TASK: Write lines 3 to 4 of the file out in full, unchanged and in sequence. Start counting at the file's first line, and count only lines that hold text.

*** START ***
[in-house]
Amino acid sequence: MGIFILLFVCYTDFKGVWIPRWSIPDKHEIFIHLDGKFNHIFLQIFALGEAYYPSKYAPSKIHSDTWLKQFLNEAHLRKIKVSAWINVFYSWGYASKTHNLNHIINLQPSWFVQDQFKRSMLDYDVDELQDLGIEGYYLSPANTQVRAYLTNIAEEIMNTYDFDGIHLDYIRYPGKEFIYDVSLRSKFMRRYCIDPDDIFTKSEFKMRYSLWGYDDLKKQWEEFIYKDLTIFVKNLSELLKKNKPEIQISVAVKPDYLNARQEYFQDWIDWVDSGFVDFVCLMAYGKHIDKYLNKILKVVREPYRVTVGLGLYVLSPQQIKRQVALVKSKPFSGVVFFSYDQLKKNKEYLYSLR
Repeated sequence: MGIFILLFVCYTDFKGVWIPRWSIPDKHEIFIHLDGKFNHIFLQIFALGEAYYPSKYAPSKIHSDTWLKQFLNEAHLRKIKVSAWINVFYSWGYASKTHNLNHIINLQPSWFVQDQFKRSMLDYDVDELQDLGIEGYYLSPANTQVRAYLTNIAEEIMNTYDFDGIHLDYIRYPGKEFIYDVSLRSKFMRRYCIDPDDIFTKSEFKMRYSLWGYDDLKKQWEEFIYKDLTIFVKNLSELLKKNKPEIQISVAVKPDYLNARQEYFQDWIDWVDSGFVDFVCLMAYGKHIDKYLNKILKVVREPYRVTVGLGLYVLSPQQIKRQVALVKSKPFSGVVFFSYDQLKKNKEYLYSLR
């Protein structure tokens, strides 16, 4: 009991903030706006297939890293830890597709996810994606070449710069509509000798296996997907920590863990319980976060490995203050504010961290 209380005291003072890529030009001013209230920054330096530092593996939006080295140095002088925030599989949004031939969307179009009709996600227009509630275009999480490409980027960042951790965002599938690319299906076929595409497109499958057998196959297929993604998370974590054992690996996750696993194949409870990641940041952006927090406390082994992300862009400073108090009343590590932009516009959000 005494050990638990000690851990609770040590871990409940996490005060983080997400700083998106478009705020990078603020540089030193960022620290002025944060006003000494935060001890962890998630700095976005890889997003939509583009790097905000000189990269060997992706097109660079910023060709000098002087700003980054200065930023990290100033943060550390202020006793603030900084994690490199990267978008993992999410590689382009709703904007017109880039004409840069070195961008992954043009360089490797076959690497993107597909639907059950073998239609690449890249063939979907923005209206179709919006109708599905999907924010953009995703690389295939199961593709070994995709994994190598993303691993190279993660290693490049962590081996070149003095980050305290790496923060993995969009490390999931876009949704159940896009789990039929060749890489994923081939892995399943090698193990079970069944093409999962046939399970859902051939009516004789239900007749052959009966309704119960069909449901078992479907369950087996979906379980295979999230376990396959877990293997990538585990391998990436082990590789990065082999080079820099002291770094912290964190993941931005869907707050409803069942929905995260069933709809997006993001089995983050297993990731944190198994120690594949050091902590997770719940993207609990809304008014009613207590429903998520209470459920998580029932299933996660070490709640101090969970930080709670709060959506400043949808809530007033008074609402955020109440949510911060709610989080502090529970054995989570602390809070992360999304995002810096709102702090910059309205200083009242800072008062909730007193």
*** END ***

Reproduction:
Repeated sequence: MGIFILLFVCYTDFKGVWIPRWSIPDKHEIFIHLDGKFNHIFLQIFALGEAYYPSKYAPSKIHSDTWLKQFLNEAHLRKIKVSAWINVFYSWGYASKTHNLNHIINLQPSWFVQDQFKRSMLDYDVDELQDLGIEGYYLSPANTQVRAYLTNIAEEIMNTYDFDGIHLDYIRYPGKEFIYDVSLRSKFMRRYCIDPDDIFTKSEFKMRYSLWGYDDLKKQWEEFIYKDLTIFVKNLSELLKKNKPEIQISVAVKPDYLNARQEYFQDWIDWVDSGFVDFVCLMAYGKHIDKYLNKILKVVREPYRVTVGLGLYVLSPQQIKRQVALVKSKPFSGVVFFSYDQLKKNKEYLYSLR
């Protein structure tokens, strides 16, 4: 009991903030706006297939890293830890597709996810994606070449710069509509000798296996997907920590863990319980976060490995203050504010961290 209380005291003072890529030009001013209230920054330096530092593996939006080295140095002088925030599989949004031939969307179009009709996600227009509630275009999480490409980027960042951790965002599938690319299906076929595409497109499958057998196959297929993604998370974590054992690996996750696993194949409870990641940041952006927090406390082994992300862009400073108090009343590590932009516009959000 005494050990638990000690851990609770040590871990409940996490005060983080997400700083998106478009705020990078603020540089030193960022620290002025944060006003000494935060001890962890998630700095976005890889997003939509583009790097905000000189990269060997992706097109660079910023060709000098002087700003980054200065930023990290100033943060550390202020006793603030900084994690490199990267978008993992999410590689382009709703904007017109880039004409840069070195961008992954043009360089490797076959690497993107597909639907059950073998239609690449890249063939979907923005209206179709919006109708599905999907924010953009995703690389295939199961593709070994995709994994190598993303691993190279993660290693490049962590081996070149003095980050305290790496923060993995969009490390999931876009949704159940896009789990039929060749890489994923081939892995399943090698193990079970069944093409999962046939399970859902051939009516004789239900007749052959009966309704119960069909449901078992479907369950087996979906379980295979999230376990396959877990293997990538585990391998990436082990590789990065082999080079820099002291770094912290964190993941931005869907707050409803069942929905995260069933709809997006993001089995983050297993990731944190198994120690594949050091902590997770719940993207609990809304008014009613207590429903998520209470459920998580029932299933996660070490709640101090969970930080709670709060959506400043949808809530007033008074609402955020109440949510911060709610989080502090529970054995989570602390809070992360999304995002810096709102702090910059309205200083009242800072008062909730007193």